Y'know, at some point, I do think people just need to take the responsibility for reading and understanding ingredients lists.

    It's pointless to establish arcane legal definitions of *every possible* adjective that could be used for marketing. The definitions would be heavily influenced by producers' lobbying. The general public would not read the arcane legal definitions anyway, and would keep making assumptions about the products based on their own understanding of the terms.

    I'm not arguing against all labeling laws here (ingredient lists shouldn't lie, nutritional info is useful, etc.), but there's a limit to what's going to achieve practical utility for the public.

    Do you know what pesticides can be used on "organic" foods? Betcha a lot of people think the answer is "none". It's so not. :lol:

    I'm an inveterate label-reader: it started when our mom entered the hospital and required a drastic change of diet, mostly reduction in salt. We went to the grocery store, and, if we normally ate it and it had a label, we read it. If we didn't like how it reflected on the new eating habits entering our household, we left it on the shelf. Long story short, I ended up learning how to cook so that I could have more control over what was being served.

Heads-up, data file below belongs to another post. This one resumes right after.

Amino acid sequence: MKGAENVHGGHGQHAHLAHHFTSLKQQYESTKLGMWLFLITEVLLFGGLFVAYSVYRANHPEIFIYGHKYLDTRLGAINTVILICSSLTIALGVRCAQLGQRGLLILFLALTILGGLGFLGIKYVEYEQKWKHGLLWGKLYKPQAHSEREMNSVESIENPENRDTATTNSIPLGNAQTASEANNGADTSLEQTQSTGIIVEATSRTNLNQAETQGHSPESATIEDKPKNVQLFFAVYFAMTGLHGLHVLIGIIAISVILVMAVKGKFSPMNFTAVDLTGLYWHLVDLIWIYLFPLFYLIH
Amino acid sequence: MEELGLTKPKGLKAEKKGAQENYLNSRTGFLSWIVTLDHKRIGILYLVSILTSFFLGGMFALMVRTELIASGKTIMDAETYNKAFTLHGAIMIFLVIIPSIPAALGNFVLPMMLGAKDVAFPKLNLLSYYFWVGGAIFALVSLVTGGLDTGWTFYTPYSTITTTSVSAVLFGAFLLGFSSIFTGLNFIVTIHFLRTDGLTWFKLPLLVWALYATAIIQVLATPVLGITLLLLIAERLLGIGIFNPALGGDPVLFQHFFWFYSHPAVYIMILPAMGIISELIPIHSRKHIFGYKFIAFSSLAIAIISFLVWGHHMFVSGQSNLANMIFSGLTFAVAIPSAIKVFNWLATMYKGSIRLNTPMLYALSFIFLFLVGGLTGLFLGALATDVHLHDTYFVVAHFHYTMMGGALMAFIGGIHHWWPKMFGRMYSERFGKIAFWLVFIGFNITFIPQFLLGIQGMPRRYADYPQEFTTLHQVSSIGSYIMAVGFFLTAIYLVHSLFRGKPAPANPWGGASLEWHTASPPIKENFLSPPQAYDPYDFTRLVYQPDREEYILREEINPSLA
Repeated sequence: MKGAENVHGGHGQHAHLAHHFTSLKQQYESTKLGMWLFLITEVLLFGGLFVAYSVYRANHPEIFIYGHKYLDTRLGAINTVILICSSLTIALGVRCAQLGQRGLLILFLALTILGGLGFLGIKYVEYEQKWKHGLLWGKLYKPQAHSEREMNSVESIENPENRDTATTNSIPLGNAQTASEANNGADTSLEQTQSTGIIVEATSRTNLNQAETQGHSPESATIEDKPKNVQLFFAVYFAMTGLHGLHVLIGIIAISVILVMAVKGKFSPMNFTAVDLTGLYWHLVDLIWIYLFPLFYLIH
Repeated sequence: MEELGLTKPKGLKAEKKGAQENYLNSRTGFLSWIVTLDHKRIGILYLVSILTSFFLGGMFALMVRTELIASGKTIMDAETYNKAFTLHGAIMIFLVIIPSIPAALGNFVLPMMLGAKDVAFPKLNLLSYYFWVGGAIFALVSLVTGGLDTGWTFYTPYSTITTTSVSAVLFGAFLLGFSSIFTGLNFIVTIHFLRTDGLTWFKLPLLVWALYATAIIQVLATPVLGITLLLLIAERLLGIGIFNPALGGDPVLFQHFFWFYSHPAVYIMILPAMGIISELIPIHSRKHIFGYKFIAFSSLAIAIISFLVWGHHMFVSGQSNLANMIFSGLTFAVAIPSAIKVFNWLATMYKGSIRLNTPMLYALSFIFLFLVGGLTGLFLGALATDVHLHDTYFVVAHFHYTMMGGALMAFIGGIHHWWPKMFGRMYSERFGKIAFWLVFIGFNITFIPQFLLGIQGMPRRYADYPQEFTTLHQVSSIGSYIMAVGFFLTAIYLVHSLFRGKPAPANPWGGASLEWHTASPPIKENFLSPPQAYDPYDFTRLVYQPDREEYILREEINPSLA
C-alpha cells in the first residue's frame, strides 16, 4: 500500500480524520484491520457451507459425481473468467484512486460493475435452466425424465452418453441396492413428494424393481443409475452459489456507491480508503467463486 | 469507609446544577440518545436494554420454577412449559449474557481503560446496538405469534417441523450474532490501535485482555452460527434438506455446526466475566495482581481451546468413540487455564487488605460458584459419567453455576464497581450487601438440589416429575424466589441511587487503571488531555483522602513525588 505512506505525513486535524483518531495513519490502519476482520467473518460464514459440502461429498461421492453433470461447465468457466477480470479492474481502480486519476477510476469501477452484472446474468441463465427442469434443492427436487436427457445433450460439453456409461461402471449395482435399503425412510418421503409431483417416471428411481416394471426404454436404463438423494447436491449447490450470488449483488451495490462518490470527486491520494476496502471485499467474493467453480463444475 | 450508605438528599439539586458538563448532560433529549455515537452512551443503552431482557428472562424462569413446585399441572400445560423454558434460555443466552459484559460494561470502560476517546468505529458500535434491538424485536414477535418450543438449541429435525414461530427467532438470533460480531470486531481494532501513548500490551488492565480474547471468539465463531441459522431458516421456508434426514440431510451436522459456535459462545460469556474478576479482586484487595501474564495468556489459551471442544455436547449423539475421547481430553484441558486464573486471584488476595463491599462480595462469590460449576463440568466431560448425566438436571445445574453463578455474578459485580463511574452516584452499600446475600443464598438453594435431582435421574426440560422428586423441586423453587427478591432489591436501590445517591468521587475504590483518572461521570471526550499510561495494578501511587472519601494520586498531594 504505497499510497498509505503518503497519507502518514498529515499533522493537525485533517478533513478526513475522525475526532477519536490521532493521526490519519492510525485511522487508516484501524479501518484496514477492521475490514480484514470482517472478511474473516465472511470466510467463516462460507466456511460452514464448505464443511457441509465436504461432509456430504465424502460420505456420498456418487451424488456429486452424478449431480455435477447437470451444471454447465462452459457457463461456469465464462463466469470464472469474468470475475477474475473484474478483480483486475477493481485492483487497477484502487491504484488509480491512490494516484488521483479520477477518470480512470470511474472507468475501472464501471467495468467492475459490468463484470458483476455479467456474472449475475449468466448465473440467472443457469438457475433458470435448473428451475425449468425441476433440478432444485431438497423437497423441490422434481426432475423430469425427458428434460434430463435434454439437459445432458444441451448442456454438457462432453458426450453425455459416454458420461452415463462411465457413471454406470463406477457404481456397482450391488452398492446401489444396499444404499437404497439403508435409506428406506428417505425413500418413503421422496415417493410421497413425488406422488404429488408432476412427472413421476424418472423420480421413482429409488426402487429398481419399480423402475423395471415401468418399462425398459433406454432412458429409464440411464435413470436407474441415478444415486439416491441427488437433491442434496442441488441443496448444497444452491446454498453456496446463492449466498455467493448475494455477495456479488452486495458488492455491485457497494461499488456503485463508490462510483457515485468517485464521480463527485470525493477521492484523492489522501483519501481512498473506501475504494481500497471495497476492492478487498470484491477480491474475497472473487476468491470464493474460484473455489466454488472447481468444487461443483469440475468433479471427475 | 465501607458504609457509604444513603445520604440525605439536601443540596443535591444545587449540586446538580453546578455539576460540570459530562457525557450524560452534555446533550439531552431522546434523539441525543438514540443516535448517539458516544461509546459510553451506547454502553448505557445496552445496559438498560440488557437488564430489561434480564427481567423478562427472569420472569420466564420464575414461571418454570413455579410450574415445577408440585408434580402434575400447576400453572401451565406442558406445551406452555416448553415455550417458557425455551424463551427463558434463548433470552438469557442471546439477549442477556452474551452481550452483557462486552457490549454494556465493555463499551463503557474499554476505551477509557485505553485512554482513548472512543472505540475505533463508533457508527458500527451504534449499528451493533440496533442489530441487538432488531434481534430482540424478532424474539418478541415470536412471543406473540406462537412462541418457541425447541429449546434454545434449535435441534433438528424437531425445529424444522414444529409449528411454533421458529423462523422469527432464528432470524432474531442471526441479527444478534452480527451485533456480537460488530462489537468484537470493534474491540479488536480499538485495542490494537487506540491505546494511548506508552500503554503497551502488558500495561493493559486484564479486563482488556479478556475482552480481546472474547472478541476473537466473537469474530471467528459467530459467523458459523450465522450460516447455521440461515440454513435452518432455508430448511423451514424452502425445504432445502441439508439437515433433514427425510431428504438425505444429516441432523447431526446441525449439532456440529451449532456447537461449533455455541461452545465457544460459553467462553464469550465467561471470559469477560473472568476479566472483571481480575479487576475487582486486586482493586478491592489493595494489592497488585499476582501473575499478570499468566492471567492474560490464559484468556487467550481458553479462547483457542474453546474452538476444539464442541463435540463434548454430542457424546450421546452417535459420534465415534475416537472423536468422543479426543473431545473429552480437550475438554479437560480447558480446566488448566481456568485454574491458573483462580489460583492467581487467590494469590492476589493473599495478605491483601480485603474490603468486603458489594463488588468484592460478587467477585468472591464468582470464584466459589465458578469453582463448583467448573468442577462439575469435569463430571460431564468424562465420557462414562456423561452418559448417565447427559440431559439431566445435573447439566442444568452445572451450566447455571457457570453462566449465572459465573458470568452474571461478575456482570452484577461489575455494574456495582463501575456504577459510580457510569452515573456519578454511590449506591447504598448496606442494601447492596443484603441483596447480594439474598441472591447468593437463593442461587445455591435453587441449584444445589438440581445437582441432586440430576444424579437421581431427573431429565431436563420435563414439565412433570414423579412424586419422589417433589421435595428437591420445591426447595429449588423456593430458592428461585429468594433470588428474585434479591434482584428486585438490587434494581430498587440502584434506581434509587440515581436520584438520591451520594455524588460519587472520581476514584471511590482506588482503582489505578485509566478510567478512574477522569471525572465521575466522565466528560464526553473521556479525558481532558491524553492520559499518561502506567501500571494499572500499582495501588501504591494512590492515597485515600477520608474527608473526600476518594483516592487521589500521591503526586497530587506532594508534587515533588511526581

But I will happily roam the aisles looking at ingredients and nutritional data till the cows come home. Luckily, my friend, who shops with me, is also a reader. So we mosey along together.
  • AnnPT77AnnPT77 Member, Premium Posts: 16,468 Member Member, Premium Posts: 16,468 Member
    ejbronte wrote: »
    AnnPT77 wrote: »
    "plant based" is totally misleading and think needs to be better regulated.

    So true. Pretty much everything now says "plant based".

    'Plant based food is defined as a finished product consisting of ingredients derived from plants that include vegetables, fruits, whole grains, nuts, seeds and/or legumes.'

    Which is basically every type of food. So reeses have peanuts, does that mean they are plant based?

    Not really...it's my understanding that if it's labeled "plant based", that means there are no animal products used. So, reeses would not be labeled plant based.

    It's a way of saying "vegan" without saying "vegan". Which is a distinction because not everyone who does not eat animal products is a vegan. They might still wear leather, silk, etc.